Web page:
‘Right-to-work’ bill moves closer to final passage this week


Jefferson City — A Missouri House committee Monday voted Senate Bill 19 – “right-to-work” – out to the House floor where it was expected to heard this week.

Republican Gov. Eric Greitens has said he will sign the bill into law once it reaches his desk and that could happen this week.


“It’s inevitable that a ‘right-to-work’ measure soon will become law,” said Missouri AFL-CIO President Mike Louis.

“Right-to-work” injects government into collective bargaining by outlawing union contracts that require all workers who benefit from union representation to pay dues or a fair share fee.

The Senate last week approved SB19, a “right-to-work” bill that contained a “grandfather clause” that protects union contracts until they expire; the House previously approved a version without the clause.

In recent years, “right-to-work” has been averted thanks to efforts by Democrats and worker-friendly Republican legislators and Democratic Gov. Jay Nixon.

As a result of the November elections, Republicans have super-majorities in both legislative chambers.

Greitens, a Republican, campaigned on a promise to sign “right-to-work” into law as soon as it is presented by the Missouri Legislature.


Louis said in an interview that millions of dollars in dark money political contributions has bought control of the Missouri legislature.

Louis said the main villains were the rabidly anti-union political infamous Koch brothers.

“David Humphreys has bought enough House and Senate votes to get this (‘right-to-work’ law) passed,” Louis said.

Humphreys is president and CEO of TAMKO Building Products Inc., a Joplin-based company specializing in manufacturing residential and commercial roofing products, waterproofing products, composite decking and railing systems, and cements and coatings.

Louis also pointed to the infamous Koch brothers, David and Charles, the right-wing billionaire owners of Koch Industries. The brothers funded Missouri legislators’ campaigns through the Americans for Prosperity and the American Legislative Exchange Council (ALEC).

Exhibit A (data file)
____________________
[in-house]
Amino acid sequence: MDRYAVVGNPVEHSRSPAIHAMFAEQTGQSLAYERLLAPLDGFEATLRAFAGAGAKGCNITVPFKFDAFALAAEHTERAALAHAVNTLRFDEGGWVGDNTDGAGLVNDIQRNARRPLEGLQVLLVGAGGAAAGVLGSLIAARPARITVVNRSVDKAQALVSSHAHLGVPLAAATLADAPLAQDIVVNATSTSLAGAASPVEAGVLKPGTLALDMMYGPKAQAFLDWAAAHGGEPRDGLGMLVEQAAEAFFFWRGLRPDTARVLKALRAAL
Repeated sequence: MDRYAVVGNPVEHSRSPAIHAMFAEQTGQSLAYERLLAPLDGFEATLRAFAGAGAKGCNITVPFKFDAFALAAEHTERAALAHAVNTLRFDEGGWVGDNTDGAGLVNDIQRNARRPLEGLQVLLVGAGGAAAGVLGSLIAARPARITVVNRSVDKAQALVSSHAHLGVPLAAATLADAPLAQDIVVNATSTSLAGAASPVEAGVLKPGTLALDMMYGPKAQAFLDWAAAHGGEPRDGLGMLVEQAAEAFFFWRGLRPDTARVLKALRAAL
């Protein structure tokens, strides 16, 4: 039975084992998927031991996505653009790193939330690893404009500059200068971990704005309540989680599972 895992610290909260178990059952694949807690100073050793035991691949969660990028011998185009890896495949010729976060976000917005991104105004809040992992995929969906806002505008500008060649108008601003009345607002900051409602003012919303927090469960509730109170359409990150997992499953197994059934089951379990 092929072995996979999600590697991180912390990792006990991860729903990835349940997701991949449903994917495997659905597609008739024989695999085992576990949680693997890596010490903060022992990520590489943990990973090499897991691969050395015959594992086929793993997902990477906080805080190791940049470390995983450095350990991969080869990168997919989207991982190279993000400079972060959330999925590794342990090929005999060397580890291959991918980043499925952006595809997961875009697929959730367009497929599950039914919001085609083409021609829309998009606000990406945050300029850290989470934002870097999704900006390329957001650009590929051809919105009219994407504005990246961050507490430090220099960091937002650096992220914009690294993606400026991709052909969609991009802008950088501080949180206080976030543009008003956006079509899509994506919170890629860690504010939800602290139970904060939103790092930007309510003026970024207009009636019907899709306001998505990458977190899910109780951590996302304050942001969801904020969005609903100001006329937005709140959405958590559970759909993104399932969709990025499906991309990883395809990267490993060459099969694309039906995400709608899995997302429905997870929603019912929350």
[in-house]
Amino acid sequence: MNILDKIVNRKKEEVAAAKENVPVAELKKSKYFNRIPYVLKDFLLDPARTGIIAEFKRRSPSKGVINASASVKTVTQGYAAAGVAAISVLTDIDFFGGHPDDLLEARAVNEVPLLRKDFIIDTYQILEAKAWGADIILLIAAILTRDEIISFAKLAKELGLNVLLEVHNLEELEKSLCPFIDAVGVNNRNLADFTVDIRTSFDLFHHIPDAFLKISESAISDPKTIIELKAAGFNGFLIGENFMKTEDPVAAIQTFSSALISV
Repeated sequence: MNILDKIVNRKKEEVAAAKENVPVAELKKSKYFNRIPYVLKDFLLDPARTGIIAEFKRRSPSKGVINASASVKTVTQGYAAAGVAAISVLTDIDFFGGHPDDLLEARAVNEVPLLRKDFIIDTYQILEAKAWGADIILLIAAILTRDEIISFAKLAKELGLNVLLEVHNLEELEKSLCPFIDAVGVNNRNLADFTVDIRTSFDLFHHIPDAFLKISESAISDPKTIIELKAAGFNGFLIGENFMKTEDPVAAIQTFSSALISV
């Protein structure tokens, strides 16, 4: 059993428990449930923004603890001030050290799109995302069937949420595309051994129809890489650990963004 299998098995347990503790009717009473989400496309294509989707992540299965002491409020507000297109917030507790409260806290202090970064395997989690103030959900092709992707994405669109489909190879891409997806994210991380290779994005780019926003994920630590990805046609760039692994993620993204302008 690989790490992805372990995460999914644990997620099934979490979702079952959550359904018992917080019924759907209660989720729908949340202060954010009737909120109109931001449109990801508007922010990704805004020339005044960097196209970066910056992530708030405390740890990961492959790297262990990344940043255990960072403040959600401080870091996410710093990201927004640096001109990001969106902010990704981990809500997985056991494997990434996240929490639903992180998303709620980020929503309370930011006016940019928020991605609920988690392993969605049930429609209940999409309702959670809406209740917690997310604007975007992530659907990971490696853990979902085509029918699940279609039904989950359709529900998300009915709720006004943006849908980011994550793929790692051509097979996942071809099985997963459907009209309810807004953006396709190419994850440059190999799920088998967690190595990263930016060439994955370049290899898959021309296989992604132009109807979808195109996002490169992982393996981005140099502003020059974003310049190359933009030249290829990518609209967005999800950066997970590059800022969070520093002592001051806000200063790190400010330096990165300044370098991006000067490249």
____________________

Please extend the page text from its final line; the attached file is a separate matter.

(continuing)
Louis said “right-to-work” goes against the wishes of Missouri voters, who solidly rejected the anti-union proposal in a statewide vote in 1978.

“And when working people in our state voted last November for change in Jefferson City, I don’t believe ‘right-to-work’ is what they had in mind,” he said. “I also don’t believe business owners wanted more government interference in their businesses.”


Organized Labor is considering several legal and political reactions to the “right-to-work” threat, Louis said.

One is a proposed constitutional amendment on the statewide ballot in 2018 that would permanently prohibit the kind of government interference that “right-to-work”imposes, Louis said.

Another option is a citizens’ veto referendum, also a statewide ballot issue, that would negate whatever “right-to-work” law is signed into law by Greitens.

“Humphreys has kicked a sleeping dog, which is going to wake up and bite him,” he said.

Louis predicted a strong political reaction from voters against Missouri legislators supporting “right-to-work”. Missouri is poised to become the 28th state with a “right-to-work” law.


SENATE MINORITY LEADER Gina Walsh (D-Bellefontaine Neighbors) led the fight against the Senate’s “right-to-work” bill for three days last week before it was finally approved. Lawmakers in the House of Representatives were expected to vote on it this week and present it to Gov. Eric Greitens, who is expected to sign it into law.